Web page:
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Topic: Asteroid

NASA says Asteroid 1998 OR2 will Fly Past Earth Safely

 

NASA - National Aeronautics and Space AdministrationPasadena, CA – A large near-Earth asteroid will safely pass by our planet on Wednesday morning, providing astronomers with an exceptional opportunity to study the 1.5-mile-wide (2-kilometer-wide) object in great detail.

The asteroid, called 1998 OR2, will make its closest approach at 4:55am CDT (2:55am PDT). While this is known as a “close approach” by astronomers, it’s still very far away: The asteroid will get no closer than about 3.9 million miles (6.3 million kilometers), passing more than 16 times farther away than the Moon.

Artist's concept of a near-Earth object. (NASA/JPL-Caltech)

Artist’s concept of a near-Earth object. (NASA/JPL-Caltech)

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NASA’s OSIRIS-REx spacecraft to rehearse landing on Asteroid Bennu

 

NASA - National Aeronautics and Space AdministrationWashington, D.C. – In August, a robotic spacecraft will make NASA’s first-ever attempt to descend to the surface of an asteroid, collect a sample, and ultimately bring it safely back to Earth.

In order to achieve this challenging feat, the OSIRIS-REx mission team devised new techniques to operate in asteroid Bennu’s microgravity environment – but they still need experience flying the spacecraft in close proximity to the asteroid in order to test them.

So, before touching down at sample site Nightingale this summer, OSIRIS-REx will first rehearse the activities leading up to the event.

This artist’s concept shows the trajectory and configuration of NASA’s OSIRIS-REx spacecraft during Checkpoint rehearsal, which is the first time the mission will practice the initial steps for collecting a sample from asteroid Bennu. (NASA/Goddard/University of Arizona)

This artist’s concept shows the trajectory and configuration of NASA’s OSIRIS-REx spacecraft during Checkpoint rehearsal, which is the first time the mission will practice the initial steps for collecting a sample from asteroid Bennu. (NASA/Goddard/University of Arizona)

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NASA’s OSIRIS-REx spacecraft makes closest flyover of landing site Nightingale on asteroid Bennu

 

NASA - National Aeronautics and Space AdministrationGreenbelt, MD – Preliminary results indicate that NASA’s OSIRIS-REx spacecraft successfully executed a 0.4-mile (620-m) flyover of site Nightingale yesterday as part of the mission’s Reconnaissance B phase activities. Nightingale, OSIRIS-REx’s primary sample collection site, is located within a crater high in asteroid Bennu’s northern hemisphere.

To perform the pass, the spacecraft left its 0.75-mile (1.2-km) safe home orbit and flew an almost 11-hour transit over the asteroid, aiming its science instruments toward the 52-ft (16-m) wide sample site before returning to orbit.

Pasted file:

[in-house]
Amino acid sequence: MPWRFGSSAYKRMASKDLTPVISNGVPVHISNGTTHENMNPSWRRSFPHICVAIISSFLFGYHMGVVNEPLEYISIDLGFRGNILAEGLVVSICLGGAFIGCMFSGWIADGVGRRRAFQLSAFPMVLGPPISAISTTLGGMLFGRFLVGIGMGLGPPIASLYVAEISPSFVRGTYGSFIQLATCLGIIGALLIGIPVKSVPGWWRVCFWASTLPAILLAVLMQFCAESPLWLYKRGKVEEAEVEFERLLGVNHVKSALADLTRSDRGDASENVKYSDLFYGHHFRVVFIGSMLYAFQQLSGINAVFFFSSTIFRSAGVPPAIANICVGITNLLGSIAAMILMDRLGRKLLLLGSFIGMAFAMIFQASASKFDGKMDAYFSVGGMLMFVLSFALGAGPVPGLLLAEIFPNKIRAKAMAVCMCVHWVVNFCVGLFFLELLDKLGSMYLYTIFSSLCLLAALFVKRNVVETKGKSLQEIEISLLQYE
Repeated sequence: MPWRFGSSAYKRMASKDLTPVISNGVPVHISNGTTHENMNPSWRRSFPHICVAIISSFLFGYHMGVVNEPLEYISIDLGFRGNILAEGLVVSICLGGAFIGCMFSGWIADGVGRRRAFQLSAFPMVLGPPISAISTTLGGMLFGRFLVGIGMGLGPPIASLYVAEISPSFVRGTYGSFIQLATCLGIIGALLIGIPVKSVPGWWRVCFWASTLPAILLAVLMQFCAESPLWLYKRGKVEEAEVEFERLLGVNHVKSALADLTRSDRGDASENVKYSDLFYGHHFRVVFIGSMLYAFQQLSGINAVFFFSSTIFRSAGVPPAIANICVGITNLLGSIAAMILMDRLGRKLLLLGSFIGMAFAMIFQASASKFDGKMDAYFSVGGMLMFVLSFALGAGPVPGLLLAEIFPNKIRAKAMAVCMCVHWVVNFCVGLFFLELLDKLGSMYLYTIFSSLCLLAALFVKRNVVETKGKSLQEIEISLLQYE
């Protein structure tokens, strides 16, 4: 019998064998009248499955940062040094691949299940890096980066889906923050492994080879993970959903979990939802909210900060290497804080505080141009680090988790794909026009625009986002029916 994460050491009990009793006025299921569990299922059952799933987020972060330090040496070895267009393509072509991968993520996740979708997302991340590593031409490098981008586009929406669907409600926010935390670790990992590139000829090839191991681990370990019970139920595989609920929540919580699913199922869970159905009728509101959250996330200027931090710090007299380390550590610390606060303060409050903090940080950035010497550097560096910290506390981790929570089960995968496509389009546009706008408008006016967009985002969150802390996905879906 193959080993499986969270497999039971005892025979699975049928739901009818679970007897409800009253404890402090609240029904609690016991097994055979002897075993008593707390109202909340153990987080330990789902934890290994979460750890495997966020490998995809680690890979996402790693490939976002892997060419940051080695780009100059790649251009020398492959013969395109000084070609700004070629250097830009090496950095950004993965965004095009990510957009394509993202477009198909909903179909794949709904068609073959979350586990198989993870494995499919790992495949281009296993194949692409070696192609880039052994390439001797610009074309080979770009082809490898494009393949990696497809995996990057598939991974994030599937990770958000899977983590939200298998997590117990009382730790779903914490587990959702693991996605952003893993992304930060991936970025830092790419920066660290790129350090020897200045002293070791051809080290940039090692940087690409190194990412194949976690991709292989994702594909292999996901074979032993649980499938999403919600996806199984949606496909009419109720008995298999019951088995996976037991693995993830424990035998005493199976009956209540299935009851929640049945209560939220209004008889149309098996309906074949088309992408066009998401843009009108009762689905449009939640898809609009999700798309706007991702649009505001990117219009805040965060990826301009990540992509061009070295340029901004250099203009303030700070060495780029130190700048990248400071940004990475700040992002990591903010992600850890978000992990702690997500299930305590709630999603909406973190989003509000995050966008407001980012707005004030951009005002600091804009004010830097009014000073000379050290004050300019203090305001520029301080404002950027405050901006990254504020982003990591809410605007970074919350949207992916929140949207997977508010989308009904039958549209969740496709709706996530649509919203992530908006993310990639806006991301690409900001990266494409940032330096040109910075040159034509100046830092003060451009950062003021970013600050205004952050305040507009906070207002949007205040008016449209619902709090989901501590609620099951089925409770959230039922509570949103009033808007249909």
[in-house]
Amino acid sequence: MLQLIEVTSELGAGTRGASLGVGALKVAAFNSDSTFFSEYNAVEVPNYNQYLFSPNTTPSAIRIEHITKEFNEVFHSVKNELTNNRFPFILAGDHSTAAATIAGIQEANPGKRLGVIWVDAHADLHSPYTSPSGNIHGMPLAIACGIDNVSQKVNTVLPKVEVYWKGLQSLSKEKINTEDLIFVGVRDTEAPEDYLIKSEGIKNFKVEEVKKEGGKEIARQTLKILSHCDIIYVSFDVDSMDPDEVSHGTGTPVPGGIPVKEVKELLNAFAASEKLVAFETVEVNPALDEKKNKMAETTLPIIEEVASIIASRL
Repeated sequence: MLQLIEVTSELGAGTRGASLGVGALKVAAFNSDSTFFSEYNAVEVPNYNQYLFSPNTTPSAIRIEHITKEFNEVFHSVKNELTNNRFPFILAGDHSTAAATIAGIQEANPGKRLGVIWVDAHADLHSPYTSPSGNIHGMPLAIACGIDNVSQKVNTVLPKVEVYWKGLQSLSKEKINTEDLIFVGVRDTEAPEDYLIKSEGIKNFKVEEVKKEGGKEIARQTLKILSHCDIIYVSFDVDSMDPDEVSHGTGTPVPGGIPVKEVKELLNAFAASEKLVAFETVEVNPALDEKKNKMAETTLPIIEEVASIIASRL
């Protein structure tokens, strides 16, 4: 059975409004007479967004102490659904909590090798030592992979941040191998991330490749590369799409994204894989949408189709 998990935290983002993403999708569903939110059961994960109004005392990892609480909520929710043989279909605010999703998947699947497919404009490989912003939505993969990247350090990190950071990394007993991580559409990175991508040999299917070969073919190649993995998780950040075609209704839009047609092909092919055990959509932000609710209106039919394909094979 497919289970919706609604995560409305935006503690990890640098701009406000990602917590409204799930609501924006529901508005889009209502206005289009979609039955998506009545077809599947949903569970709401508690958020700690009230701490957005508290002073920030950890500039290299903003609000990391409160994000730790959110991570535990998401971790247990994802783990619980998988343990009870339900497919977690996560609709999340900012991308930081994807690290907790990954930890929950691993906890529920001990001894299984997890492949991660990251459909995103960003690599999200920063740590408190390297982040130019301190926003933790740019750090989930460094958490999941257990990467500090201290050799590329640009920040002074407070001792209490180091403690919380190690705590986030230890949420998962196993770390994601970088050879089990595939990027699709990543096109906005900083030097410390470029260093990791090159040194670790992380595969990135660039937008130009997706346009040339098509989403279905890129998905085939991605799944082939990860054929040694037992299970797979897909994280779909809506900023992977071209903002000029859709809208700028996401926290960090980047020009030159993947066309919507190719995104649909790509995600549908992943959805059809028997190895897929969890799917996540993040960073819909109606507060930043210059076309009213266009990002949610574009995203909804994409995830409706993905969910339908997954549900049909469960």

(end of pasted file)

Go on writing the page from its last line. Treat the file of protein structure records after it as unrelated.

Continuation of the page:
During the OSIRIS-REx Reconnaissance B flyover of primary sample collection site Nightingale, the spacecraft left its safe-home orbit to pass over the sample site at an altitude of 0.4 miles (620 m). The pass, which took 11 hours, gave the spacecraft’s onboard instruments the opportunity to take the closest-ever science observations of the sample site. (NASA/Goddard/University of Arizona)

During the OSIRIS-REx Reconnaissance B flyover of primary sample collection site Nightingale, the spacecraft left its safe-home orbit to pass over the sample site at an altitude of 0.4 miles (620 m). The pass, which took 11 hours, gave the spacecraft’s onboard instruments the opportunity to take the closest-ever science observations of the sample site. (NASA/Goddard/University of Arizona)

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NASA’s Lucy Mission discovers asteroid Eurybates has a Satellite

 

NASA - National Aeronautics and Space AdministrationWashington, D.C. – NASA’s Lucy mission team is seeing double after discovering that Eurybates, the asteroid the spacecraft has targeted for flyby in 2027, has a small satellite. This “bonus” science exploration opportunity for the project was discovered using images taken by the Hubble Space Telescope’s Wide Field Camera 3 in September 2018, December 2019, and January 2020.

Launching in October 2021, Lucy will be the first space mission to study the Trojan asteroids, a population of small bodies orbiting the Sun “leading” and “trailing” Jupiter, at the same distance from the Sun as the gas giant.

Artist rendition of NASA's Lucy spacecraft orbiting the asteroid Eurybates. (NASA)

Artist rendition of NASA’s Lucy spacecraft orbiting the asteroid Eurybates. (NASA)

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NASA’s Artemis Lunar Program moves full speed ahead

 

NASA - National Aeronautics and Space AdministrationWashington, D.C. – In 2019, NASA celebrated the 50th anniversary of the agency’s Apollo 11 Moon landing, the most historic moment in space exploration, while also making significant progress toward putting the first woman and next man on the Moon by 2024 under the Artemis program.

Through America’s Moon to Mars exploration approach, Artemis gained bipartisan support this year among members of Congress, the U.S aerospace industry, as well as with international partners, including Canada, Australia, and Japan, and member states of the European Space Agency.

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What’s NASA Scientists Favorite Christmas Gift? Box Apollo Moon Soil

 

NASA - National Aeronautics and Space AdministrationGreenbelt, MD – Fortunately for NASA scientists today, Apollo-era leaders had the foresight to save much of the 842 pounds (382 kilograms) of Moon soil and rocks retrieved by NASA astronauts 50 years ago for future generations. They figured new crops of scientists, using instruments of their time, would be able to probe the samples with unprecedented rigor.

Now, the future that Apollo-era scientists envisioned has come. Their successors, many of whom weren’t even born when the last astronauts scooped up the Moon samples they’ll now be probing in their labs, are ready to take a giant leap towards answering long-standing questions about the evolution of our solar system.